John Merrick: I am not an elephant! I am not an animal! I am a human being! I am a man! – The Elephant Man
Ever since I started working I’ve heard the term “Human Resource Management,” and every time I hear it I have a John Merrick moment: “I am not a Human Resource. I am a human being!”
Recently, while sitting in a conference room with my friend Joe Stauffacher, I inadvertently, out of habit, spoke it aloud, a la John Merrick.
Joe said, “You should write about that.”
Now is my chance. This week’s top story on LinkedIn is this good (maybe even amazing) article, Why we no longer need HR departments.
The controversy that ensued after this post was published was quite interesting—as you can probably imagine, it created a s*&t storm of angry and confused Human Resource professionals.
Please don’t misunderstand me. I have love and admiration for Human Resource professionals and happen to know many. I am the first person to recommend a good one when I work with a small business that needs the skills of one.
Those who clearly got their feathers ruffled by the blog post read it as an implication that their work was misunderstood or wasn’t important. There was a lot of effort spent explaining what and why they do what they do—which, in a nutshell, is to understand and create compliance between laws and employers.
Thank goodness. Because someone needs to.
The author, Bernard Marr is an analytics and data guy and he makes the point that the human resource department is on the side of the employer while masquerading as the defender of the people. And that this department, for the most part, doesn’t deliver value. He goes on to say that his recommendation is to create two departments: people analytics’ team and a people support team to be clearer about the functions within the department.
OK, I get it. A little confusing, but he missed the more powerful point:
Imagine a work revolution that looks like this:
- A world where every person becomes a contributing partner to the organizations they serve.
- A world where every person is compensated as a contributing partner and the results they create rather than their time served.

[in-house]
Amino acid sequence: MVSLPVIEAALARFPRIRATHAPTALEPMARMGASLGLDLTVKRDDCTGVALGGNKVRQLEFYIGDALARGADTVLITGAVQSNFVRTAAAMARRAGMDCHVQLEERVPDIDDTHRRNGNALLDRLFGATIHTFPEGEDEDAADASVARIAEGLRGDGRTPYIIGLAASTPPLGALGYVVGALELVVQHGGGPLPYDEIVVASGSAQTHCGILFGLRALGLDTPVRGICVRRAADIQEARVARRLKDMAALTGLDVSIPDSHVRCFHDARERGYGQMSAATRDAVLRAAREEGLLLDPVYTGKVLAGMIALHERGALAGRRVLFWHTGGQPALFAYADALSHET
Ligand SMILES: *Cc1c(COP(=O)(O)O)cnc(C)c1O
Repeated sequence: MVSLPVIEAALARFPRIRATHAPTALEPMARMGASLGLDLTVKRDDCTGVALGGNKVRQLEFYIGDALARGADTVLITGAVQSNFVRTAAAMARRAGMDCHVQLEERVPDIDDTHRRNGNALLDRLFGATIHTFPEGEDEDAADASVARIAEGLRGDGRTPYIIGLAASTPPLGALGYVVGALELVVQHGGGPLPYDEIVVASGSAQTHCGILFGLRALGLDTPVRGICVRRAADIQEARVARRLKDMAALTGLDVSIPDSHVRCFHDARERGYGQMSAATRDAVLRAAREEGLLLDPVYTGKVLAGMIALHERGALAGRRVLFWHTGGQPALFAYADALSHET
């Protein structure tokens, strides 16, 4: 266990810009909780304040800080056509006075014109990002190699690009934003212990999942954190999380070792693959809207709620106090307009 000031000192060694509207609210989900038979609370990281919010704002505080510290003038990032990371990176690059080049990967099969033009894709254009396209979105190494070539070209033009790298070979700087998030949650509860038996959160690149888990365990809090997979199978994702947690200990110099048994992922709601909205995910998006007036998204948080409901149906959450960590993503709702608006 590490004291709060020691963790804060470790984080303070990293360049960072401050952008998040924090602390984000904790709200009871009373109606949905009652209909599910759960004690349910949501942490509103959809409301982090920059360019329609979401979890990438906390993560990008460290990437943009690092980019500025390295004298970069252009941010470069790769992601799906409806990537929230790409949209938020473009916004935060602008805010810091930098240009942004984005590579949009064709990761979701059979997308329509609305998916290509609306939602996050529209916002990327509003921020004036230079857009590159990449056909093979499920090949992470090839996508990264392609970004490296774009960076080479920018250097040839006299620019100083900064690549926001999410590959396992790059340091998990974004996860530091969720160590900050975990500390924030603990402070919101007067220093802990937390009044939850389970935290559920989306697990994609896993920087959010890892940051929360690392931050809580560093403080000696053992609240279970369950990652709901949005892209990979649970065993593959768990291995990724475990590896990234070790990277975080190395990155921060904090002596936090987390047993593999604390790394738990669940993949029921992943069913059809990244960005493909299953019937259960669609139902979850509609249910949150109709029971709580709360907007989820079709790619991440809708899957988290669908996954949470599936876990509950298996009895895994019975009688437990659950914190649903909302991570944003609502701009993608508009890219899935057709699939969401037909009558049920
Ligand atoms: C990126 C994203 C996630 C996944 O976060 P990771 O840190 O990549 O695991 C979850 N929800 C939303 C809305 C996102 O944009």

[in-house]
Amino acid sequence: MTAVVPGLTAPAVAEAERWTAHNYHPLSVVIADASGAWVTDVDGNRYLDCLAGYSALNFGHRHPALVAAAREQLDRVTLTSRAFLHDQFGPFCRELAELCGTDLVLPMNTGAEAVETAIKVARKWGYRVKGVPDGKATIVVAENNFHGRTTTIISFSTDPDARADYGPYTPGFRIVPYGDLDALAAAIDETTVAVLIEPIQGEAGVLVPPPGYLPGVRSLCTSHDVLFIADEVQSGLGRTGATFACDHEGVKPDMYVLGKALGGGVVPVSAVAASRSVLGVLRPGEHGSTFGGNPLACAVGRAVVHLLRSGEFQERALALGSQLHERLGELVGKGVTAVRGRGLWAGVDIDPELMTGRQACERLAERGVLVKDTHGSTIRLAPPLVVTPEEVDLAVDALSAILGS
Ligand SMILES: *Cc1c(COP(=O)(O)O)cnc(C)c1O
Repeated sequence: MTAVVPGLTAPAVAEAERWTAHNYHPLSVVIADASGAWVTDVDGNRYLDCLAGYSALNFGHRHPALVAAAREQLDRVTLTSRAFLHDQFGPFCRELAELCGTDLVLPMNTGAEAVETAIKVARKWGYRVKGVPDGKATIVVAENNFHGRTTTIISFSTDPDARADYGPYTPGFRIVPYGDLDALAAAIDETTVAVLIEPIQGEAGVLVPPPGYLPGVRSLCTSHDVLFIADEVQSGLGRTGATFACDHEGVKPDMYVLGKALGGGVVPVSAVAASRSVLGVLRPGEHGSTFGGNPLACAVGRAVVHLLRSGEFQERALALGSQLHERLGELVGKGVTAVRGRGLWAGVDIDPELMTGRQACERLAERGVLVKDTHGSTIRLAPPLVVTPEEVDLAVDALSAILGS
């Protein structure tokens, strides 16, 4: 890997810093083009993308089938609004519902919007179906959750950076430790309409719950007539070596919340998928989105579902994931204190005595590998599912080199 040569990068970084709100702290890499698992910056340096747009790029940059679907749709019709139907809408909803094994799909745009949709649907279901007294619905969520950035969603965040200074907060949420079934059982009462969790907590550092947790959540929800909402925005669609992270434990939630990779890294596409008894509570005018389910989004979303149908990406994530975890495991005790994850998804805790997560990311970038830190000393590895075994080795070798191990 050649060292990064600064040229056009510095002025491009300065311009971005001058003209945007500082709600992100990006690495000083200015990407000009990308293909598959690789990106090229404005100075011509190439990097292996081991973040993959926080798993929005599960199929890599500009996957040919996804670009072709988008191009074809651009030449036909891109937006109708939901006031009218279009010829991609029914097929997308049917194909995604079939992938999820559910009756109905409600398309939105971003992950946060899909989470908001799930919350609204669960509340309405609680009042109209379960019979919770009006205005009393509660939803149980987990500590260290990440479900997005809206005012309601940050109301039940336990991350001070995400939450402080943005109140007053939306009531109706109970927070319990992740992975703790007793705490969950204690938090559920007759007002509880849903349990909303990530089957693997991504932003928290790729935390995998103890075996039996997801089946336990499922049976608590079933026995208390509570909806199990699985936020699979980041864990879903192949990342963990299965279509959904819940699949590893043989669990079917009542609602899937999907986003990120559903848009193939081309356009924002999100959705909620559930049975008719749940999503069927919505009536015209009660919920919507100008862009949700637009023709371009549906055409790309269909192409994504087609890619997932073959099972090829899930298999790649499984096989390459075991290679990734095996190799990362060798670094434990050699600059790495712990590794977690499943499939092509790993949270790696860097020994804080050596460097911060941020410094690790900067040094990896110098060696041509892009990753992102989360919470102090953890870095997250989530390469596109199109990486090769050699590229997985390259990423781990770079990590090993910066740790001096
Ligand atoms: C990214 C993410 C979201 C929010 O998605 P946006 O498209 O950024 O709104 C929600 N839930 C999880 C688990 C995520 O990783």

- A world where the need to comply with laws created in the early 20th century to protect employees from employers becomes obsolete.
- The war between capital and labor disappears.
Please don’t write me off as a communist quite yet—but what if we could create organizations where values become more important than profits and yet everyone . . . everyone within the organization profits?
Using a capitalist model, how about including everyone in disbursements and eliminate the need for employee to employer intervention?
Do you think I’m crazy?
I started practicing the principles of High Performance and Open Book Management in the ’80’s. Turns out that thousands of companies are now waking up to the possibility of creating companies they would want to work for as I did.
As those kinds of companies grow, the need for laws protecting themselves from or with, will become laughable.
When you are human and not a human resource it is very easy to be better than those laws. And when that happens, we really won’t need a Human Resource Department.
What could we have instead? A Prosperity and Connection Department? A Leadership and Wealth Department? The Learning and Growth Department?
Tell me what you would rather have and then let’s make it happen. From Silicon Valley to a Detroit Renaissance, thousands of companies are starting to do it their own way, far beyond the jaws of compliance.
Call it a Work Revolution: The tolerance for soul sucking jobs is ending, one company at a time.
As we decide to be human beings rather than a resource in the machine, everything will change. Work becomes a source of connection. Work is soulful rather than soul sucking. We won’t need to talk about work/life balance anymore. We can just have life in all its humanness without silos of separation and protection.
I am imagining a vast sea of human creativity and prosperity. I say, let’s stop referring to ourselves and our colleagues as resources. When we do, we can get rid of the human resource department and get on with being human.
How about the Humanity Department?